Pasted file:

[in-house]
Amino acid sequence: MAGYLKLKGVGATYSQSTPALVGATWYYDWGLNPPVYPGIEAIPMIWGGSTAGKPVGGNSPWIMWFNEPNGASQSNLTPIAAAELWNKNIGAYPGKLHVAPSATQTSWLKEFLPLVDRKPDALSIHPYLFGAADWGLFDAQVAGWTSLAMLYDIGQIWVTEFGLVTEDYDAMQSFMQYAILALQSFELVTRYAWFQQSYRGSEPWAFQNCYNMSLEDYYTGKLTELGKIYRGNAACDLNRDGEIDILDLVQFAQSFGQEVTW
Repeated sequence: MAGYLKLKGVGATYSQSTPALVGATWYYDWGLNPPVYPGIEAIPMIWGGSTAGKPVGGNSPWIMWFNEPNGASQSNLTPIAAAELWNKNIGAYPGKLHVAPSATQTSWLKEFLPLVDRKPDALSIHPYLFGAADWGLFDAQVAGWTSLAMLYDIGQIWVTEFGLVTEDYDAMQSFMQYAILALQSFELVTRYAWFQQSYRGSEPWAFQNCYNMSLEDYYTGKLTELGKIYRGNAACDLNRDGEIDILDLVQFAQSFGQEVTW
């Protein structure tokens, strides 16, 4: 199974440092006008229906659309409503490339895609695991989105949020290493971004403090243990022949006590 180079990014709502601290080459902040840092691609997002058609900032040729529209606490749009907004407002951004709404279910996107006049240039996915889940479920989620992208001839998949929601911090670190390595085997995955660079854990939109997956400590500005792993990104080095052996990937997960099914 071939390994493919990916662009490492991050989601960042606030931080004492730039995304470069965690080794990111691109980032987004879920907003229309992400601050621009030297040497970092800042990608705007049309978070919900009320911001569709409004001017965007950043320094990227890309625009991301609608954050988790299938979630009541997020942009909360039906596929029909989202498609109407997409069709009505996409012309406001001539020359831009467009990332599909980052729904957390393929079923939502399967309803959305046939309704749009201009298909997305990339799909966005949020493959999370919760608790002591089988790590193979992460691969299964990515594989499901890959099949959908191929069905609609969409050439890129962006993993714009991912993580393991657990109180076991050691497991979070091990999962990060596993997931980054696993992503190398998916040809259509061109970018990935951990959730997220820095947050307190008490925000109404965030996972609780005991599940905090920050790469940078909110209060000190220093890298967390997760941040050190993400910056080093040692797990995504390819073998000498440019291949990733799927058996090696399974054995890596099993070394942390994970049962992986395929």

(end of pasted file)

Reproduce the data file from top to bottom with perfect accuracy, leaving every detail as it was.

[in-house]
Amino acid sequence: MAGYLKLKGVGATYSQSTPALVGATWYYDWGLNPPVYPGIEAIPMIWGGSTAGKPVGGNSPWIMWFNEPNGASQSNLTPIAAAELWNKNIGAYPGKLHVAPSATQTSWLKEFLPLVDRKPDALSIHPYLFGAADWGLFDAQVAGWTSLAMLYDIGQIWVTEFGLVTEDYDAMQSFMQYAILALQSFELVTRYAWFQQSYRGSEPWAFQNCYNMSLEDYYTGKLTELGKIYRGNAACDLNRDGEIDILDLVQFAQSFGQEVTW
Repeated sequence: MAGYLKLKGVGATYSQSTPALVGATWYYDWGLNPPVYPGIEAIPMIWGGSTAGKPVGGNSPWIMWFNEPNGASQSNLTPIAAAELWNKNIGAYPGKLHVAPSATQTSWLKEFLPLVDRKPDALSIHPYLFGAADWGLFDAQVAGWTSLAMLYDIGQIWVTEFGLVTEDYDAMQSFMQYAILALQSFELVTRYAWFQQSYRGSEPWAFQNCYNMSLEDYYTGKLTELGKIYRGNAACDLNRDGEIDILDLVQFAQSFGQEVTW
């Protein structure tokens, strides 16, 4: 199974440092006008229906659309409503490339895609695991989105949020290493971004403090243990022949006590 180079990014709502601290080459902040840092691609997002058609900032040729529209606490749009907004407002951004709404279910996107006049240039996915889940479920989620992208001839998949929601911090670190390595085997995955660079854990939109997956400590500005792993990104080095052996990937997960099914 071939390994493919990916662009490492991050989601960042606030931080004492730039995304470069965690080794990111691109980032987004879920907003229309992400601050621009030297040497970092800042990608705007049309978070919900009320911001569709409004001017965007950043320094990227890309625009991301609608954050988790299938979630009541997020942009909360039906596929029909989202498609109407997409069709009505996409012309406001001539020359831009467009990332599909980052729904957390393929079923939502399967309803959305046939309704749009201009298909997305990339799909966005949020493959999370919760608790002591089988790590193979992460691969299964990515594989499901890959099949959908191929069905609609969409050439890129962006993993714009991912993580393991657990109180076991050691497991979070091990999962990060596993997931980054696993992503190398998916040809259509061109970018990935951990959730997220820095947050307190008490925000109404965030996972609780005991599940905090920050790469940078909110209060000190220093890298967390997760941040050190993400910056080093040692797990995504390819073998000498440019291949990733799927058996090696399974054995890596099993070394942390994970049962992986395929």